Definition of villain in US English:



  • 1(in a film, novel, or play) a character whose evil actions or motives are important to the plot.

    ‘I have played more good guys than villains’
    ‘cartoon villains determined to spread evil for evil's sake’
    • ‘Ripley is the ambiguous, charming villain in Patricia Highsmith's iconic series of novels who has fascinated readers since he first appeared in 1955.’
    • ‘‘It is a thriller where the main villain is not a person but AIDS itself,’ says Mr. Sarup.’
    • ‘In the tradition of really silly cod spy thrillers, the villains are out to set the world aflame and xXx will have to use all of his powers and lots of high tech stuff to save us all.’
    • ‘In the James Bond thriller On Her Majesty's Secret Service a villain dies horribly when he pitches on to a toboggan run and slides to the bottom - by which time he is hamburger.’
    • ‘While Woodward would gladly play the role of pantomime villain this summer when he takes his Lions to New Zealand, he is not so keen to have the boos and hisses directed at his players.’
    • ‘This is a line that is greatly overused in action movies where an evil villain has plotted to take over the world… or whatever.’
    • ‘In Orwell's novel 1984, Big Brother is the evil villain.’
    • ‘They have characters and plots, heroes and villains.’
    • ‘Sir Andrew describes the character as ‘one of the best villains in Victorian fiction’.’
    • ‘Wevers believes Iago is the most evil of his villains.’
    • ‘Chaucer was great, the villain was definitely evil, and the jousting/action scenes were very well done.’
    • ‘Are all of Shakespeare's villains ' motives intelligible?’
    • ‘The plot involves three villains who inveigle a girl into prostitution in order to make ends meet.’
    • ‘Of course the evil plot that the villain finally springs in the third act makes no particular sense.’
    • ‘For this act he inherited the role of pantomime villain and was booed roundly every time he touched the ball from then on.’
    • ‘Voldermort is the evil villain in the novel, the murderer of Harry's parents, and the creature who plans to kill Harry.’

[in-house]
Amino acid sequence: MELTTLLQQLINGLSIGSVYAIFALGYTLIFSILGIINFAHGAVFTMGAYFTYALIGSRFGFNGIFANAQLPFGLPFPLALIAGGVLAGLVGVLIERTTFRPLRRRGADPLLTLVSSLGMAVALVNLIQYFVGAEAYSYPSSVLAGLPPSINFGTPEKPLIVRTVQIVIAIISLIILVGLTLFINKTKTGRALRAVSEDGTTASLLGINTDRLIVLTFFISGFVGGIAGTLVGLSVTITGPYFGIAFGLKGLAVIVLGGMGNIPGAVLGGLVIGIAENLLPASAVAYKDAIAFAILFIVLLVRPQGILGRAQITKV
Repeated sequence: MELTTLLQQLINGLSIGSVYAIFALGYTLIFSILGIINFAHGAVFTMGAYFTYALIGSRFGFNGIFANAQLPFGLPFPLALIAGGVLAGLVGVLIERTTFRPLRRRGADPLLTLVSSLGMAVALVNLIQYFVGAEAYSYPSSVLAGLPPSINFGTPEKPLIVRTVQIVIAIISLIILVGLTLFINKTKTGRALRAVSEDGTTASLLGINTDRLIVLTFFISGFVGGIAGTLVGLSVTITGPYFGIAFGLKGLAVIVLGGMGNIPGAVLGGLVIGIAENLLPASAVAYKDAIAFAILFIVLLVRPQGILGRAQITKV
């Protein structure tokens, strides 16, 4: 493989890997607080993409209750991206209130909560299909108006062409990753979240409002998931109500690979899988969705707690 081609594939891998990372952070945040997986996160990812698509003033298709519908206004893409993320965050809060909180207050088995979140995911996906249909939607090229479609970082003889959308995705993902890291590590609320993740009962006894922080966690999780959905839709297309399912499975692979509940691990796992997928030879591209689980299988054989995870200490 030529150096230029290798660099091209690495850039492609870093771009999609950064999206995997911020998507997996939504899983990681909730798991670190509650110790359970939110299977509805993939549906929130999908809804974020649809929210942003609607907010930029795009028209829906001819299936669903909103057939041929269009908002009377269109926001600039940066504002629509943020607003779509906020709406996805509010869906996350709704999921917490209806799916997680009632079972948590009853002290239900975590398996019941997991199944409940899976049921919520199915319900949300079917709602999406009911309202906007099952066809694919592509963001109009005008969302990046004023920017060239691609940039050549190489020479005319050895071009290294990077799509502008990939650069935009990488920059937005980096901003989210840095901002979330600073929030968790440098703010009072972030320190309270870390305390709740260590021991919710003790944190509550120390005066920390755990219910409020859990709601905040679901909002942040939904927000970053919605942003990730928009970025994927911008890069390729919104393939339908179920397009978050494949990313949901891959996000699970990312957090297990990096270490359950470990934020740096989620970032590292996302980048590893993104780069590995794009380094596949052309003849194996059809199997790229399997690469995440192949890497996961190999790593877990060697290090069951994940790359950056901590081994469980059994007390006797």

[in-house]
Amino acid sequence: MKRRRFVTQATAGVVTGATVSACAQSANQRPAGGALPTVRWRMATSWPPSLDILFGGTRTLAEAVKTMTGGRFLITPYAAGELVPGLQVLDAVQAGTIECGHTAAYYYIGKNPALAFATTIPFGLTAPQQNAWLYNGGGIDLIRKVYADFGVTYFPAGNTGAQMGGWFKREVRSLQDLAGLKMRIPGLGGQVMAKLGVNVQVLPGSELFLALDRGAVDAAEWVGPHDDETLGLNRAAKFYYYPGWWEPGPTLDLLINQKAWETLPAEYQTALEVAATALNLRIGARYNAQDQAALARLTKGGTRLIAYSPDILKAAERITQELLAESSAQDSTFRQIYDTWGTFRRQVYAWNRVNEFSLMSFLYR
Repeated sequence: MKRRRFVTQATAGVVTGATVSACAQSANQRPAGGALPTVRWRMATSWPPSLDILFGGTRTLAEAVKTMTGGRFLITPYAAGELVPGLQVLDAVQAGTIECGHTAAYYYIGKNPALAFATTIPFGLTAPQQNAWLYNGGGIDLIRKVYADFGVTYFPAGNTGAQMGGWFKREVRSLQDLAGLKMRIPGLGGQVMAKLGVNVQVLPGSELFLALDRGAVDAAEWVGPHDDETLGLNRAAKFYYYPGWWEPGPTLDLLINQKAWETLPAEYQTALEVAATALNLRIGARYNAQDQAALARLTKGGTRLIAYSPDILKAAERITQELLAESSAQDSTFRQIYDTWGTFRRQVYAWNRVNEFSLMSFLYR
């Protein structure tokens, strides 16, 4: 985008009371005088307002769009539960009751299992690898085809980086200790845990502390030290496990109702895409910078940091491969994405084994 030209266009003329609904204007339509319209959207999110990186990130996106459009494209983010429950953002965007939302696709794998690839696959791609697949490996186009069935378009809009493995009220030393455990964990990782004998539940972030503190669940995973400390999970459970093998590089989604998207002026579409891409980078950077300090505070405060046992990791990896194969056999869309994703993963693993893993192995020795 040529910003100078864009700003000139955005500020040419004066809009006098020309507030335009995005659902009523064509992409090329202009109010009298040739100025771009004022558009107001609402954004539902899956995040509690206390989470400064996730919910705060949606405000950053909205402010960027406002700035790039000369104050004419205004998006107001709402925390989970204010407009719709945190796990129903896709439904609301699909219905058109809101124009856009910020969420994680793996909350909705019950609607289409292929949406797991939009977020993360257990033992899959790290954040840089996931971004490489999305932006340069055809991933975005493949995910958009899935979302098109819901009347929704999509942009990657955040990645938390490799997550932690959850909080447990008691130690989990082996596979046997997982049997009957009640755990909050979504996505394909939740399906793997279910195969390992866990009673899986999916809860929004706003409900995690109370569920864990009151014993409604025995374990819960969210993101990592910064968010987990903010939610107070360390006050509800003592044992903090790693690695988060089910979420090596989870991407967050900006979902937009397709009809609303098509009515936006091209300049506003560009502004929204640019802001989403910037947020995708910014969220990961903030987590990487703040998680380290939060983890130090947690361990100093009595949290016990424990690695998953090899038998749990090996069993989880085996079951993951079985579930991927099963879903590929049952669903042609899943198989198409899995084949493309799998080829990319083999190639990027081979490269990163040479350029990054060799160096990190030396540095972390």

• ‘There's even a Hollywood feature film in production, featuring Ben Kingsley as evil villain the Hood, and due for release sometime next year.’
    • ‘This ancestry may also account for the difficulty of explaining the motives of Shakespeare's villains.’
    • ‘To intensify the tragedy of King Lear, Shakespeare has not one but two tragic characters and four villains.’
    • ‘A normal thriller would have a villain, ready to strike at any moment and a hero in hot pursuit of the truth that will set him or her free.’
    • ‘John Lawton writes spy novels in which the spies are villains, and there's no doubt about it.’
    criminal, lawbreaker, outlaw, offender, felon, convict, jailbird, malefactor, wrongdoer, black hat, supervillain
    View synonyms
    1. 1.1 The person or thing responsible for specified trouble, harm, or damage.
      ‘the industrialized nations are the real environmental villains’
      • ‘They even try to hold the country's governing council responsible for the villain's actions and demand immediate attacks.’
      • ‘To me, he is a great villain, responsible for millions of deaths and for keeping the country in poverty.’
      • ‘The real villain in this depiction is the devil.’
      • ‘But neither Lecter, nor the terrible Mason, are the real villains of ‘Hannibal’.’
      • ‘The real villains of this piece are the weekend cottagers, who bring little to our Dales communities except inflated house prices.’
      • ‘But the real villains in the story are Green and Allen.’
      • ‘As for Australian ports' image of being environmental villains, Hirst says the tag is undeserved for the most part.’
      • ‘An obscene moral inversion has taken place in mainstream thinking, in which those who commit mass murder are viewed with sympathy while their victims are presented as the real villains.’
      • ‘Ever since I learnt about cities and transport planning, I realised that the real villains in urban chaos are personal vehicles.’
      • ‘Why is it taking more than three months to investigate the real villain?’
      • ‘BBC One is attempting to locate and vanquish the villain responsible.’
      • ‘But in Furst's writing it's not always entirely clear who the real villains are.’
      • ‘The main villains of the piece actually are two white middle-class lawyers and policemen.’
      • ‘He and his pals have to find the real villain to clear Harry and stop the carnage.’
      • ‘Trichinosis, a parasite found in pork, is the villain responsible for this accepted practice of burning of our precious pork chops.’
      • ‘Ayurveds also agree that the real villains behind hypertension are smoking, alcohol consumption and high salt intake.’
      • ‘But it is the Scottish banks which are the real villains of the piece, all huddled together in an abysmal performance right at the bottom of the league table.’
      • ‘The real villains he fingers as the Newfoundlanders, who waded into the auks' domains and ravaged them without mercy.’
      • ‘The most egregious environmental villains in the tableware industry are probably plastic disposables.’
      • ‘Is the English ivy covering the unattractive fence in my backyard really an environmental villain?’
  • 2archaic

    variant spelling of villein


Middle English (in the sense ‘a rustic, boor’): from Old French vilein, based on Latin villa (see villa).